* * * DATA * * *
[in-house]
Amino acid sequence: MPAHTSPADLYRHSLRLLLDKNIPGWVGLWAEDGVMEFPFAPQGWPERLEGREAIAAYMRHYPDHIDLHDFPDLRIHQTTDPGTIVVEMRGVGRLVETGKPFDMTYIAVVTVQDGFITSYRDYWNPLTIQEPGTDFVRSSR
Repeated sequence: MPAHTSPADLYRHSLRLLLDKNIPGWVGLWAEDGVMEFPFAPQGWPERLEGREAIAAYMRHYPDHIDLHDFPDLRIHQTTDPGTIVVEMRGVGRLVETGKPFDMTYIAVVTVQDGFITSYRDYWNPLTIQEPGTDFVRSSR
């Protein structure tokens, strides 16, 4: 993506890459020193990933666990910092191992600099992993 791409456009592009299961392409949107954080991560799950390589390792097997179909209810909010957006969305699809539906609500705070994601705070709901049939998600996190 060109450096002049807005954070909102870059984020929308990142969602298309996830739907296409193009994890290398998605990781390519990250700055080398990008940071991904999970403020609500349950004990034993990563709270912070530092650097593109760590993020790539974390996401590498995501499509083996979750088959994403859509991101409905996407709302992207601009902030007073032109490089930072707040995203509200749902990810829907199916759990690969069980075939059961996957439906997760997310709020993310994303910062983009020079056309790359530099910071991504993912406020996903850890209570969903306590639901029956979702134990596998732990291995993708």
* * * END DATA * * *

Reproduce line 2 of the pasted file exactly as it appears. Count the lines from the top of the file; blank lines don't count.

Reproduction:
Amino acid sequence: MPAHTSPADLYRHSLRLLLDKNIPGWVGLWAEDGVMEFPFAPQGWPERLEGREAIAAYMRHYPDHIDLHDFPDLRIHQTTDPGTIVVEMRGVGRLVETGKPFDMTYIAVVTVQDGFITSYRDYWNPLTIQEPGTDFVRSSR